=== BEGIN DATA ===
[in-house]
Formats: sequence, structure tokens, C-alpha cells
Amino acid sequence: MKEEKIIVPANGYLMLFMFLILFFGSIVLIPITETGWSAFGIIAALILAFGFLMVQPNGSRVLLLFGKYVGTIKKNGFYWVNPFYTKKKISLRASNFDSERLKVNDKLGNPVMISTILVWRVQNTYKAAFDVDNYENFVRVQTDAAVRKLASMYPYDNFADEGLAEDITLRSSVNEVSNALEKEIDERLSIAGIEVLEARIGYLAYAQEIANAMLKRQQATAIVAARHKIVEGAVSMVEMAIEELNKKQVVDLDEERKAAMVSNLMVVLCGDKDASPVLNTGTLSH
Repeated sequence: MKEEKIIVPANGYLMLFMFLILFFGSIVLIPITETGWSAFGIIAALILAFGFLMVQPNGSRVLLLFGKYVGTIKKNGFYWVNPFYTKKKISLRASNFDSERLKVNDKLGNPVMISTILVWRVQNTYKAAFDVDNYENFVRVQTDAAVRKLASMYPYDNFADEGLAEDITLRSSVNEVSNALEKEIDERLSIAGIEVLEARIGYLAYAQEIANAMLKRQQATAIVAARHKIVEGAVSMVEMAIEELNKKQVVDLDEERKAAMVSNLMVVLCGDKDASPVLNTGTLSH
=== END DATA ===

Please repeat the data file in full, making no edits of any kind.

[in-house]
Formats: sequence, structure tokens, C-alpha cells
Amino acid sequence: MKEEKIIVPANGYLMLFMFLILFFGSIVLIPITETGWSAFGIIAALILAFGFLMVQPNGSRVLLLFGKYVGTIKKNGFYWVNPFYTKKKISLRASNFDSERLKVNDKLGNPVMISTILVWRVQNTYKAAFDVDNYENFVRVQTDAAVRKLASMYPYDNFADEGLAEDITLRSSVNEVSNALEKEIDERLSIAGIEVLEARIGYLAYAQEIANAMLKRQQATAIVAARHKIVEGAVSMVEMAIEELNKKQVVDLDEERKAAMVSNLMVVLCGDKDASPVLNTGTLSH
Repeated sequence: MKEEKIIVPANGYLMLFMFLILFFGSIVLIPITETGWSAFGIIAALILAFGFLMVQPNGSRVLLLFGKYVGTIKKNGFYWVNPFYTKKKISLRASNFDSERLKVNDKLGNPVMISTILVWRVQNTYKAAFDVDNYENFVRVQTDAAVRKLASMYPYDNFADEGLAEDITLRSSVNEVSNALEKEIDERLSIAGIEVLEARIGYLAYAQEIANAMLKRQQATAIVAARHKIVEGAVSMVEMAIEELNKKQVVDLDEERKAAMVSNLMVVLCGDKDASPVLNTGTLSH